Fear keeps 2 million Rwandans in camps
Despite intimidation, elderly farmers are among the few leaving Goma for an uncertain future. David Orr reports
Tuesday 21 March 1995
When they recrossed the border the other day, they went in one of half a dozen lorries taking some 300 Rwandans home. The convoy, organised by the United Nations High Commissioner for Refugees (UNHCR), was escorted by Zairean soldiers in neat, mustard uniforms.
Sitting beside Mr Gafaranga in the lorry were his heavily pregnant wife and their five children. The only possessions they seemed to be taking out of Mugunga refugee camp were a radio and an oil lamp. "We're going back because we did no wrong and we've nothing to be afraid of," Mr Gafaranga, a Hutu peasant farmer from north-western Rwanda, said. "Life in the camps is very difficult. I know there's some insecurity in Rwanda and I've heard that some people going home are finding their houses have been occupied. But I don't believe all the stories of attacks against people who go back."
Not all those in the seven camps around Goma are as positive and hopeful. At least 100,000 have gone back since July but, in recent weeks, the number of Rwandans returning has slowed to a trickle.
"We used to see hundreds going back every day," says Mike Phelps of UNHCR. "Now it's more like dozens. Those returning are mostly illiterate farmers, quite a few of them elderly. Hardly any young men go home."
Hopes that the camps would soon close have long since foundered. A year after Rwanda's descent into anarchy, there are still more than 2 million - almost exclusively Hutus - living outside their country; 1 million are in eastern Zaire. The main deterrent to repatriation is intimidation by hardline Hutu leaders fearful of losing their "constituencies" and power bases.
Mr Gafaranga confirmed that the "chiefs" in Mugunga tried to stop him going back. According to the UNHCR, such cases of intimidation have been increasing in recent weeks. Clandestine radio broadcasts from one camp have been advising refugees it is unsafe.
There are also widespread rumours in the camps of a worsening security situation inside Rwanda. A recent Overseas Development Administration mission from Britain concludes: "Inside Rwanda, security has deteriorated in past weeks and confirmed reports of arbitrary arrest and ill-treatment are causing increasing concern."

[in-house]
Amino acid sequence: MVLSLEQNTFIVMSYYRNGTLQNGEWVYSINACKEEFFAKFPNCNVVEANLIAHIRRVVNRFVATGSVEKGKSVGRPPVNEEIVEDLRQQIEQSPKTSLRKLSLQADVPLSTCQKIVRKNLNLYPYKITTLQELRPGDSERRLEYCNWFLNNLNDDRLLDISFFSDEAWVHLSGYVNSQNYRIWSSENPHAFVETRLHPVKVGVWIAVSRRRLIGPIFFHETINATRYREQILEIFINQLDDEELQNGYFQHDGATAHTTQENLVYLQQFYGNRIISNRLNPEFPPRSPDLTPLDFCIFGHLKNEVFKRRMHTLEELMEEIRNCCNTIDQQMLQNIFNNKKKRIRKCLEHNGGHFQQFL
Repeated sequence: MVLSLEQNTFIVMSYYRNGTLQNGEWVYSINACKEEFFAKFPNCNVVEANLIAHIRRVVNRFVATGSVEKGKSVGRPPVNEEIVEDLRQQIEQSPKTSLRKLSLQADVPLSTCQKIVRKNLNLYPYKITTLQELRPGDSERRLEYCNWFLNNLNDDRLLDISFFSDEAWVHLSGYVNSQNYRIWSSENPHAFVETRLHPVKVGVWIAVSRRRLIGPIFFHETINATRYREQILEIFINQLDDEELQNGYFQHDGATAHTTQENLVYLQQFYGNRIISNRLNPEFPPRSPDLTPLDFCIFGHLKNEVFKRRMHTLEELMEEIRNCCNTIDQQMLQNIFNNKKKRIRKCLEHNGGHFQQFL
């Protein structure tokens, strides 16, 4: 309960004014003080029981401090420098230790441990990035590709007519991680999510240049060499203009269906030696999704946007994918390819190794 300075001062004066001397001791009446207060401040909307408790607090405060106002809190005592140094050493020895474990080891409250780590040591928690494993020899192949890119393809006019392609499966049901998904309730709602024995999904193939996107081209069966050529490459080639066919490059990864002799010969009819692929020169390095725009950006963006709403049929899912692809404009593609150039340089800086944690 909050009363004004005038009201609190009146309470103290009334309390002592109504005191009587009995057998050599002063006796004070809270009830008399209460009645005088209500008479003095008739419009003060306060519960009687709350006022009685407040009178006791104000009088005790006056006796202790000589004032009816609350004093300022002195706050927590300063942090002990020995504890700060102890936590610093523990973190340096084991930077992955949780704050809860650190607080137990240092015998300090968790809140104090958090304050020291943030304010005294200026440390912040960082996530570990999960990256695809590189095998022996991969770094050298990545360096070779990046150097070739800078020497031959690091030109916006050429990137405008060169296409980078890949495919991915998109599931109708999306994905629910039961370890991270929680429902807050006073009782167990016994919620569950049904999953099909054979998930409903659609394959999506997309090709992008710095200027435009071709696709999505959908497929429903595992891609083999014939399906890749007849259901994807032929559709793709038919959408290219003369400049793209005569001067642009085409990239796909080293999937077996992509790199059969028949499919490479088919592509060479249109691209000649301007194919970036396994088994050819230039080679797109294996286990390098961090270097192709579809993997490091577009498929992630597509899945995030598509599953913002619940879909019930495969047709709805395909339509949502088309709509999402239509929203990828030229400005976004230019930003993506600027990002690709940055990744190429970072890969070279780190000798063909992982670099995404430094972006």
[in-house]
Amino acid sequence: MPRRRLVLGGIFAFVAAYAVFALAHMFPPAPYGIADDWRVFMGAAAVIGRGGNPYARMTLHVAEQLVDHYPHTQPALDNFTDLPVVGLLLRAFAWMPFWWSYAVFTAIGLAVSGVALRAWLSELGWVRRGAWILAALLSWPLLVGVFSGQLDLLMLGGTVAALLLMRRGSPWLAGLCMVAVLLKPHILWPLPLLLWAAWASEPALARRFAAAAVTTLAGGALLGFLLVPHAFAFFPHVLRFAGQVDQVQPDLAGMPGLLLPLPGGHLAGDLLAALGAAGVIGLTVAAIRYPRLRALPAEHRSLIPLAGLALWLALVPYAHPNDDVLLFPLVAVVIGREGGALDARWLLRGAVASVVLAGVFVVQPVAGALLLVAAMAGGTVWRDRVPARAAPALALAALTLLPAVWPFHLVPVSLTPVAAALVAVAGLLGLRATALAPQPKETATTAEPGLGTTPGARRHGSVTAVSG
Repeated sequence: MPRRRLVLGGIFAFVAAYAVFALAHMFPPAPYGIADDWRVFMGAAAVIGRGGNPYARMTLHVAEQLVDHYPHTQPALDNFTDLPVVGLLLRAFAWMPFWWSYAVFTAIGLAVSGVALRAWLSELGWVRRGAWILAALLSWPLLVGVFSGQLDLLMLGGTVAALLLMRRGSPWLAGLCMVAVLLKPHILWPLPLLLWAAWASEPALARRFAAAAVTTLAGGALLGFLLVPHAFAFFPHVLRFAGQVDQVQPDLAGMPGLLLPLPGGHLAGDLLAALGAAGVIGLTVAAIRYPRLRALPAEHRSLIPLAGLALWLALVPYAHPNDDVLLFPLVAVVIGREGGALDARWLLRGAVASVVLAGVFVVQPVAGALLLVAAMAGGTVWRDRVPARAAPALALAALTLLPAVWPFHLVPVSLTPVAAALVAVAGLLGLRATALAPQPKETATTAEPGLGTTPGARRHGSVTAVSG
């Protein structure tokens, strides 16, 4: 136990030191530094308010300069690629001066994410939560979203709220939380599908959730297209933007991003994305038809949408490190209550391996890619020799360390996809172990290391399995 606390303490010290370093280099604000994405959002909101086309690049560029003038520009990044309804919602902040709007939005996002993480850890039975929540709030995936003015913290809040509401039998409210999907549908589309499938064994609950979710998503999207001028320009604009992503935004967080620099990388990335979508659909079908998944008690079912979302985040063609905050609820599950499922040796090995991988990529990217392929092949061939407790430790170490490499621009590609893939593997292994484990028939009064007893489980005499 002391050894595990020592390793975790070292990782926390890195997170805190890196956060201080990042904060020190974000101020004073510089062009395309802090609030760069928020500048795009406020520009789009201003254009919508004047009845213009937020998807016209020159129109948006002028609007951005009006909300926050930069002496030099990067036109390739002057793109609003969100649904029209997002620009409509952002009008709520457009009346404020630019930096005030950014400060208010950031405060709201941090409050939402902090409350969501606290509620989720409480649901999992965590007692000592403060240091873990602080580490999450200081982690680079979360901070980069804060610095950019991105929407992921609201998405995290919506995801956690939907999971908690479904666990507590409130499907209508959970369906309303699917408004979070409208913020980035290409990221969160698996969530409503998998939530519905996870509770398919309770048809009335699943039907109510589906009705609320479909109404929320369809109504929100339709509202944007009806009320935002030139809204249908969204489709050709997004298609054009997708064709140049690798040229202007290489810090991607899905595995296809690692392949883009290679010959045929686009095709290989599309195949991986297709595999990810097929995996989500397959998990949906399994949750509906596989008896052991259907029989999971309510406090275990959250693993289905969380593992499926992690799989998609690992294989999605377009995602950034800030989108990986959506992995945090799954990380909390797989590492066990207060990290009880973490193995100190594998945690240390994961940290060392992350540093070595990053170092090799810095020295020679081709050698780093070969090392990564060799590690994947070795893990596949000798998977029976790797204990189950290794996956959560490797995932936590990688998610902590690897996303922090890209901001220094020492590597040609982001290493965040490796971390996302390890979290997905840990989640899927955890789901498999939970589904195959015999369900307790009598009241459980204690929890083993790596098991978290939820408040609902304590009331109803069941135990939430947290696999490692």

In camps near Goma, rumours of revenge attacks on returning Hutus are spreading like wildfire, fanned by tales from a growing number of refugees who are doubling back into Zaire. The UNHCR estimates 70-80 a day have gone back to Kibumba camp alone.
"I went home to Byumba [in northern Rwanda] with my family in January", Jean Sakufi, a Hutu living in Kibumba, says. "When we arrived we heard my mother-in-law had been killed by Inkotanyi [RPF soldiers] so we came back to Zaire. We're not going home again until our safety has been guaranteed by the international organisations working here."
Such stories, true or false, serve the darker purposes of hardline Hutu leaders bent on preventing refugees from returning to the new order. The authorities in Rwanda are pursuing those believed responsible for last year's genocide of half a million Tutsis and Hutu moderates. Prisons in the capital, Kigali, and elsewhere are overflowing with as many as 29,000 detainees, and new detention centres are having to be built.
However, the human rights organisation Africa Rights insists the arrests are far from arbitrary, and says the guilty are not being pursued with sufficient vigour. Rakiya Omar, assessing developments for the organisation, says the perception of a breakdown in law and order arises because Rwanda's judicial system has collapsed and the government has insufficient resources to prosecute the guilty.
Among those sought for crimes against humanity in Rwanda are an unknown number of Hutu militia members who have taken refuge in neighbouring countries. African Rights says many leaders of the genocide are in the employ of international aid agencies in camps around Goma and elsewhere. But walking among the sea of faces in the camps, it is impossible to tell who is a murderer and who an innocent peasant farmer.
In this isolated and mountainous region truth has become as insubstantial as the mist that drifts down from the volcano tops and the wood smoke that swirls over the sprawling encampments at dusk.
Many deny there are killers in their midst or that any genocide happened. Here history has been reconfigured; it is Hutus who are the hapless victims of Tutsi persecution.
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